There was a landowner who planted a vineyard, put a fence around it, dug a wine press in it, and built a watchtower. Then he leased it to tenants and went to another country. When the harvest time had come, he sent his slaves to the tenants to collect his produce. But the tenants seized his slaves and beat one, killed another, and stoned another. Again he sent other slaves, more than the first; and they treated them in the same way. Finally, he sent his son to them, saying, “They will respect my son.’ But when the tenants saw the son, they said to themselves, “This is the heir; come, let us kill him and get his inheritance.’ So they seized him, threw him out of the vineyard, and killed him. Now when the owner of the vineyard comes, what will he do to those tenants?” They said to him, “He will put those wretches to a miserable death, and lease the vineyard to other tenants who will give him the produce at the harvest time.” (Matthew 21:33-41)
The Church (capital “C”) is facing many significant challenges. Worship attendance has been in steady decline for decades. Most congregations will admit that the average age of their worshipping members is far above the average age of people who live in their surrounding community. Surveys indicate that 23% of Americans identify themselves as “Nones”—people who have no interest in participating in the life of the Church. Surveys also indicated that 67% of Millennials were raised outside of the traditional structures of the Church. And yet, quite interestingly, 61% of the “Nones” believe in God.
We live in rapidly changing times. The “traditional” is being disrupted by the “innovative.” People can create their own radio stations using Spotify, or Pandora. People can avoid spending time in shopping malls by simply visiting Amazon.com in their home. Millennials have abandoned Encyclopedia Britannica, and now find information that they need on Wikipedia. We watch movies using Netflix instead of going to theaters. We can find quality sermons with the click of a mouse. We’re unbundling cable services and learning in the Khan Academy. Times are quickly changing. And the Church must look at its future and its ministry in different ways. Are the “Nones” unreachable? Or do we need to reconsider our approach to a group of modern “believers” who are simply not attracted to the Church’s existing structures and traditions?
“Nones” continue to believe in God, but they tend to sense God’s presence outside of the Church’s traditional box. “Nones” aren’t lost. “Nones” aren’t deaf to God’s voice. “Nones” aren’t unmoved by the presence of the Holy Spirit. But, even as we hold these truths in our minds, we need to stop assuming that the “Nones” are going to find their way back to the Church “when they come to their senses.” We cannot assume that “opening the doors” on Sunday morning is enough to attract people to worship. We can’t safely assume that people in the 21st Century will simply continue to find the “map”—that’s been marked with all of our favorite structures and songs and traditions—helpful. The Church has taught us to navigate through life by using a particular “map” that was meaningful to those who have gone before us, and that continues to be meaningful (at least to some of us) today. Many people in the Church want to believe that a particular “map”—that’s been marked with all of our favorite structures and traditions—will continue to meet the needs of people in every age. Perhaps we’ve lost sight of the fact that the “map” isn’t the “territory”? Perhaps we’ve lost sight of the fact that God can’t be contained in the box we’ve created with all of our traditions and structures? Maybe, we need to listen to the voices of the “Nones”—instead of considering them to be “lost”—so that we can continue to build ministries that help modern people successfully navigate through life, today?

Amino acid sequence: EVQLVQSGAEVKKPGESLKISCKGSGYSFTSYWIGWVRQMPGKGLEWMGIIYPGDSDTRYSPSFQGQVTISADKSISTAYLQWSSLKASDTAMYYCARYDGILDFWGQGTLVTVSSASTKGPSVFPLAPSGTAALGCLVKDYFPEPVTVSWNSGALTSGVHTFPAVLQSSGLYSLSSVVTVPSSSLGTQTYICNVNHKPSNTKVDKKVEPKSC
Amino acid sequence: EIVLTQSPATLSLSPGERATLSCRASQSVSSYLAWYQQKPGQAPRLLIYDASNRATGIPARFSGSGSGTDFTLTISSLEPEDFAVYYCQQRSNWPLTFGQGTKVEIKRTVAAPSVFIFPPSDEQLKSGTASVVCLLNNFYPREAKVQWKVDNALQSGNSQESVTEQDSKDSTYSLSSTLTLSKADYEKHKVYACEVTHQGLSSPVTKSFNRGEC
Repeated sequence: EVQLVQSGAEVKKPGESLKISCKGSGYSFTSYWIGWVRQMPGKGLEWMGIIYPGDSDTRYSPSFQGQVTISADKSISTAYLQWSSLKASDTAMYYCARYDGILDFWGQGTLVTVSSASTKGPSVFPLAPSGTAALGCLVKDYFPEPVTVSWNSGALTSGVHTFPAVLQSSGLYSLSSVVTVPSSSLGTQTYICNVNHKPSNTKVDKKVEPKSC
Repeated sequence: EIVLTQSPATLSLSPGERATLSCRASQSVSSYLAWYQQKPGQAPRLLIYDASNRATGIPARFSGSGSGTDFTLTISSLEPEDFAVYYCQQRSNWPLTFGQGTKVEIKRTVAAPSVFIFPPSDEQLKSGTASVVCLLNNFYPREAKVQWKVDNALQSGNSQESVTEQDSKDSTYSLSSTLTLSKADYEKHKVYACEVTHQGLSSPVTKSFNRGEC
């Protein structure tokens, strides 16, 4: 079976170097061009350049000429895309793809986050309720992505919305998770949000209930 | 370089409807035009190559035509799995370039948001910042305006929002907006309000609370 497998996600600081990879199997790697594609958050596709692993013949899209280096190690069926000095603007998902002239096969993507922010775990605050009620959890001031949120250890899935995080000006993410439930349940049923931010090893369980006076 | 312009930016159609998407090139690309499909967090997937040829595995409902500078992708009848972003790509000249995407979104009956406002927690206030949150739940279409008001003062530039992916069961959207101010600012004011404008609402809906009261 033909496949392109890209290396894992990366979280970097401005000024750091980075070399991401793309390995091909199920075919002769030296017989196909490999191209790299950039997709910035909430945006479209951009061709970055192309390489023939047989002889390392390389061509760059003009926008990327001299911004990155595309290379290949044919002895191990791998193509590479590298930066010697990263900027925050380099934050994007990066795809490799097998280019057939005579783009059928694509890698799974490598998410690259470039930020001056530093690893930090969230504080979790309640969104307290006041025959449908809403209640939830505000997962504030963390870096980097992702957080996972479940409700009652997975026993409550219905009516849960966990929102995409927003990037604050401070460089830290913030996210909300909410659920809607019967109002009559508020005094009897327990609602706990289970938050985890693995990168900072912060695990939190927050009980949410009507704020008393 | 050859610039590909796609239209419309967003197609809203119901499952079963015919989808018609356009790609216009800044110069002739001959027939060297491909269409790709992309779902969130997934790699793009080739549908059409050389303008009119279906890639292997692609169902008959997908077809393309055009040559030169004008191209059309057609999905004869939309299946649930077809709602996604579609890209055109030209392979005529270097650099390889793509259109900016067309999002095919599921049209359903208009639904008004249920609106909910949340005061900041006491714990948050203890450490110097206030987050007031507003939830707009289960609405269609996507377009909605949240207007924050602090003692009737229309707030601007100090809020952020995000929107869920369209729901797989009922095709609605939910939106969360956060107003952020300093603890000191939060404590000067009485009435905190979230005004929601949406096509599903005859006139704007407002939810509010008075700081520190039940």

We cannot continue to assume that the “Nones” will suddenly feel an urge to change their course and feel the need to more actively participate in the traditional structures that we’ve created (or inherited), and that we want to continue to control. Jesus once said that we can’t put new wine into old wineskins (Matthew 9:17). Perhaps, the real challenge of the “Nones” is one that continues to invite us to realize that our “map” (our traditional concepts and structures) is not as effective as it once was in helping people to find God in the midst of modern life?
Now it’s your turn to join the conversation:
The tenants in Christ’s parable deeply invested their time and energy in the vineyard; and, in the midst of making that type of an investment, developed a sense of “ownership.” How does our “sense of ownership” in the Church create challenges when we sense that God is trying to move our ministries in a different direction?
Jesus said that we can’t simply pour new wine into old wineskins. What did He mean by that? What does that say to the Church, right now?
Many people assume that “Nones” are people who don’t believe in God. How can ministry be reshaped by a more accurate realization of the fact that most “Nones” are believers— whose faith and sense of God simply doesn’t fit into the Church’s traditional concepts and structures?
Millennials are “unbundling” almost everything in their lives—realizing that it’s alright to seek information and services from a variety of sources. What would “unbundled” ministry look like? How could the ministry of a congregation be strengthened by leaders who focus upon a particular mission, rather than upon trying to be “all things to all people”?